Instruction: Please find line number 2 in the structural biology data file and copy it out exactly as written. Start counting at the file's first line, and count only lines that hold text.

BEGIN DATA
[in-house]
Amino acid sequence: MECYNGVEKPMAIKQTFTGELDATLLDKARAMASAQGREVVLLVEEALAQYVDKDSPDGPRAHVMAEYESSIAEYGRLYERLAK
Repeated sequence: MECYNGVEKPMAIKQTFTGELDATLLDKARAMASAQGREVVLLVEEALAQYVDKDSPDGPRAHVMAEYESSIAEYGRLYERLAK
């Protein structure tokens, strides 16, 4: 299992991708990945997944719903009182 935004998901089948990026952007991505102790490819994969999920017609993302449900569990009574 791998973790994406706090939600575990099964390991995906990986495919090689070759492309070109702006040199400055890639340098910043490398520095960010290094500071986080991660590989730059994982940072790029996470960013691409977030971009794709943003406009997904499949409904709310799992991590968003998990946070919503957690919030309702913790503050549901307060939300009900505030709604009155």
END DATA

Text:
Amino acid sequence: MECYNGVEKPMAIKQTFTGELDATLLDKARAMASAQGREVVLLVEEALAQYVDKDSPDGPRAHVMAEYESSIAEYGRLYERLAK